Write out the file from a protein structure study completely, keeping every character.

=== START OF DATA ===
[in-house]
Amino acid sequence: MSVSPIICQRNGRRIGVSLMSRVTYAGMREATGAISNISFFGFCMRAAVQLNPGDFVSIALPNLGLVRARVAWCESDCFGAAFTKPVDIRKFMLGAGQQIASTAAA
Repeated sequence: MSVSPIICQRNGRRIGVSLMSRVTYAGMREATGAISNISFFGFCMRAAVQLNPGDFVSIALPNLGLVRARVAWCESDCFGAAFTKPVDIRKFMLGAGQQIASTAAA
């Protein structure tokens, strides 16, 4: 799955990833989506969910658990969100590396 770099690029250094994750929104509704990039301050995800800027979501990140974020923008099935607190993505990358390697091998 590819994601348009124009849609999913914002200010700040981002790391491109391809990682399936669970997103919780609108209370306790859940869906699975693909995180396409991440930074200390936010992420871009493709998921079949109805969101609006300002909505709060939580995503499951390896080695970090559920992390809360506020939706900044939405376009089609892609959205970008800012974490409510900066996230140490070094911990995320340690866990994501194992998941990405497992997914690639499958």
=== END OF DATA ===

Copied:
[in-house]
Amino acid sequence: MSVSPIICQRNGRRIGVSLMSRVTYAGMREATGAISNISFFGFCMRAAVQLNPGDFVSIALPNLGLVRARVAWCESDCFGAAFTKPVDIRKFMLGAGQQIASTAAA
Repeated sequence: MSVSPIICQRNGRRIGVSLMSRVTYAGMREATGAISNISFFGFCMRAAVQLNPGDFVSIALPNLGLVRARVAWCESDCFGAAFTKPVDIRKFMLGAGQQIASTAAA
């Protein structure tokens, strides 16, 4: 799955990833989506969910658990969100590396 770099690029250094994750929104509704990039301050995800800027979501990140974020923008099935607190993505990358390697091998 590819994601348009124009849609999913914002200010700040981002790391491109391809990682399936669970997103919780609108209370306790859940869906699975693909995180396409991440930074200390936010992420871009493709998921079949109805969101609006300002909505709060939580995503499951390896080695970090559920992390809360506020939706900044939405376009089609892609959205970008800012974490409510900066996230140490070094911990995320340690866990994501194992998941990405497992997914690639499958």